It was a difficulty, trying to keep a solid energy going for that many takes in a row, but the finished product more than made up for all the delays. Jim Gaines did a great job. I thought Tommy Shannon played particularly well on this record, and so did Chris Layton. I thought the whole band was pretty much on fire.
Yeah, that record is on fire from top to bottom.
And you know what I liked about the record? We thought it was pretty good after we’d done it. We thought maybe this would turn out pretty good. I remember hearing it the first time the stations here in Austin played a couple tracks over the radio, and it just seemed to jump out of the radio every time. It just seemed so clear and so true, and I think it was our best record by far. I was honored to be on it We thought there would be many more records after this, and it turned out this was really our last real studio project, but it was a great record and I was really proud to be part of it.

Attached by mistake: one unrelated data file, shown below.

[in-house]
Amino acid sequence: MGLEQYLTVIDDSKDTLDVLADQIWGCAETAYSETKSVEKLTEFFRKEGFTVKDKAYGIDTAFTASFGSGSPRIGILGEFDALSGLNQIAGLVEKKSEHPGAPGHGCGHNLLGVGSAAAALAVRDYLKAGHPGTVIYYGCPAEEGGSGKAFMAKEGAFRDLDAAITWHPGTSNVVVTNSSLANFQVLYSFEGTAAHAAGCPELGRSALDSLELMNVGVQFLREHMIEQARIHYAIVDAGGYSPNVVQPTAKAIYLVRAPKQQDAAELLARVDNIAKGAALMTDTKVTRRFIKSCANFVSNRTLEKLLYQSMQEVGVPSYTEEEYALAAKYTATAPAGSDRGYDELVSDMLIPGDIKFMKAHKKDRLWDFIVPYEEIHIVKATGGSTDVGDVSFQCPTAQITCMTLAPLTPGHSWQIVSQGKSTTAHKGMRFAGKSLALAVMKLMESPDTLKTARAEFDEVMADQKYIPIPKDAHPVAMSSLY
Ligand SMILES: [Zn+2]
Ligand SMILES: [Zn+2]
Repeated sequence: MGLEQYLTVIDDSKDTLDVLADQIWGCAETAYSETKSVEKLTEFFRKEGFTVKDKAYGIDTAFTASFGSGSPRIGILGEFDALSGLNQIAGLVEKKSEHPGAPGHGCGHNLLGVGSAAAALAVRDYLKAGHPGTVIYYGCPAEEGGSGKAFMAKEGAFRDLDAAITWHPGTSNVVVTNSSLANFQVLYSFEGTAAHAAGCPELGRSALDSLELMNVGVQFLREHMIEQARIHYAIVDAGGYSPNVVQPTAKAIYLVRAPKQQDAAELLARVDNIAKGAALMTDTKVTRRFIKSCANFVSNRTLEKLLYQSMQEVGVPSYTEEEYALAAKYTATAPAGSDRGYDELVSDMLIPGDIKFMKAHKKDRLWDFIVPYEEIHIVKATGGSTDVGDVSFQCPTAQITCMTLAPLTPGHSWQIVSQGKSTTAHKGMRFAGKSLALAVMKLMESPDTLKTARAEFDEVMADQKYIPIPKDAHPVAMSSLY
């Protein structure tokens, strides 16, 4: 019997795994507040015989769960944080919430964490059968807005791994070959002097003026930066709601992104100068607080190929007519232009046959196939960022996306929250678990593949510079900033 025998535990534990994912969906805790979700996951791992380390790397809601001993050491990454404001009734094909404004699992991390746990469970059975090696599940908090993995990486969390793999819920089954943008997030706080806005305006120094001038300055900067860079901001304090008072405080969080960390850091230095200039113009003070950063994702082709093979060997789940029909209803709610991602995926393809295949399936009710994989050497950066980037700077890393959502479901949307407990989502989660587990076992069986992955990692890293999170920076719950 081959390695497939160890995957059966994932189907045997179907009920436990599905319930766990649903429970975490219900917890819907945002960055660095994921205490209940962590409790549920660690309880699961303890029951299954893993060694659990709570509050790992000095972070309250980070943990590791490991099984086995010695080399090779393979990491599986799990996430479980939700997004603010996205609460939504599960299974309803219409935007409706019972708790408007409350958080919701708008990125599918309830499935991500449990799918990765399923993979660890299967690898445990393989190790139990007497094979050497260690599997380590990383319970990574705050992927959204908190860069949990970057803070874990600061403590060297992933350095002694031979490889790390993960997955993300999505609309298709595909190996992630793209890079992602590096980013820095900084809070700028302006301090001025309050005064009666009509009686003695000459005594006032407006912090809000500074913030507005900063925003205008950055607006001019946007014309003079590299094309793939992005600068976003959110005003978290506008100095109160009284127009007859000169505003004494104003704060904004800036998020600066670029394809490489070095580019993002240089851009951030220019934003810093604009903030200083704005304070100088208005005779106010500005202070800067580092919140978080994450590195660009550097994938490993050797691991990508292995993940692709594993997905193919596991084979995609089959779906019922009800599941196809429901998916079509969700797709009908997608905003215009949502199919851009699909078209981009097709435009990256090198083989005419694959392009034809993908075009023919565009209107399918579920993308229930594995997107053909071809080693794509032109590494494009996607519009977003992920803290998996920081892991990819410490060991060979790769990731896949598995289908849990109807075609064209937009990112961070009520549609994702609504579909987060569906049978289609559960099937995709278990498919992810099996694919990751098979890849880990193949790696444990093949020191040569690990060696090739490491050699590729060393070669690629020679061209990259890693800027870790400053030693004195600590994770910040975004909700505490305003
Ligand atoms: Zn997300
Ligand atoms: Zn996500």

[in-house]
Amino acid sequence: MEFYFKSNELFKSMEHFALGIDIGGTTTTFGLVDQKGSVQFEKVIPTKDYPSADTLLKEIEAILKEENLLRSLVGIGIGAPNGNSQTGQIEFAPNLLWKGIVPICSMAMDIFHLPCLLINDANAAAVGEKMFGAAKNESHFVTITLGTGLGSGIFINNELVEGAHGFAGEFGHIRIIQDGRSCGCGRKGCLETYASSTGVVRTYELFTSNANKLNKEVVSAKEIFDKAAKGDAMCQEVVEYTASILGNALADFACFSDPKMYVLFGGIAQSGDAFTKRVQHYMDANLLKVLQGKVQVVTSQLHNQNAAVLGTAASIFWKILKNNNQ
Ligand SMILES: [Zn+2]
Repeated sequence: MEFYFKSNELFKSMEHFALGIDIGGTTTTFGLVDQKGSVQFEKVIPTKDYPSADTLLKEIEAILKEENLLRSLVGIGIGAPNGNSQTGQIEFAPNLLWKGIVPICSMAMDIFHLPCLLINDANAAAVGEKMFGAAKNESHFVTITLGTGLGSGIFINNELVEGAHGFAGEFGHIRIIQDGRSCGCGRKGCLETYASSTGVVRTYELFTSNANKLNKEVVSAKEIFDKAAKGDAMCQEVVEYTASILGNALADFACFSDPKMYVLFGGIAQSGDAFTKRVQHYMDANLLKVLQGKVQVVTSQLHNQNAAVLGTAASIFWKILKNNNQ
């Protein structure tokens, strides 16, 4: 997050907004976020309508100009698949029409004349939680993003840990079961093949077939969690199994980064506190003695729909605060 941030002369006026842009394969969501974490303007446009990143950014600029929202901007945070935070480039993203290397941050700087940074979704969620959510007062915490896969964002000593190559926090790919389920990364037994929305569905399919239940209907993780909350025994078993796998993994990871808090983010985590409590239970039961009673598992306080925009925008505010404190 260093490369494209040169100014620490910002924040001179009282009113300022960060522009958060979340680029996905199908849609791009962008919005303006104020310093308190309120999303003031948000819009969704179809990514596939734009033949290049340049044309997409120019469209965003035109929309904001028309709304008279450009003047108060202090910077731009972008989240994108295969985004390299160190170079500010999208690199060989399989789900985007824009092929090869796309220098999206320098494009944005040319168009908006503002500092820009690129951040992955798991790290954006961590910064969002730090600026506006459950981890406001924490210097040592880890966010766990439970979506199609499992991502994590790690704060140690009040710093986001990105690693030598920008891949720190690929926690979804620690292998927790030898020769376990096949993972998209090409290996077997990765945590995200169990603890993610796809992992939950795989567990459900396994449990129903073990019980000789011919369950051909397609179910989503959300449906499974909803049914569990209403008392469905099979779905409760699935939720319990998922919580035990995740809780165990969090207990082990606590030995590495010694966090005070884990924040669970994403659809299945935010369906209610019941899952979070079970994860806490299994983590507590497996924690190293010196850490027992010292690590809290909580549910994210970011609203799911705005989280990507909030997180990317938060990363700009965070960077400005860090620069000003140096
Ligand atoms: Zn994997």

Are they any moments during the recording that stand out to you?
Well, there was one song that we didn’t have to play twenty or twenty-five times. That was “Riviera Paradise,” and that song we only played once.
VIDEO: SRV “Riviera Paradise” Live from Austin, TX
So that’s the only track on the record that was done in one take?
Yeah, we only played it once and we didn’t even get set up for it. We had just finished some loud, raucous tune — I forget which one it was — and Stevie says, “Let’s do “Riviera Paradise” now.” Jim Gaines was trying to get the tape rolling in there and hoping that there was enough tape left on the reel. Our headphones were not really set right for a quiet ballad like this, but it was unbelievable. I guess that’s the word that I would have to say. That song actually came together. I think everyone played beautifully on it, but that’s the moment I remember as the, “Oh shit, can we really pull this off.” I thought we really did.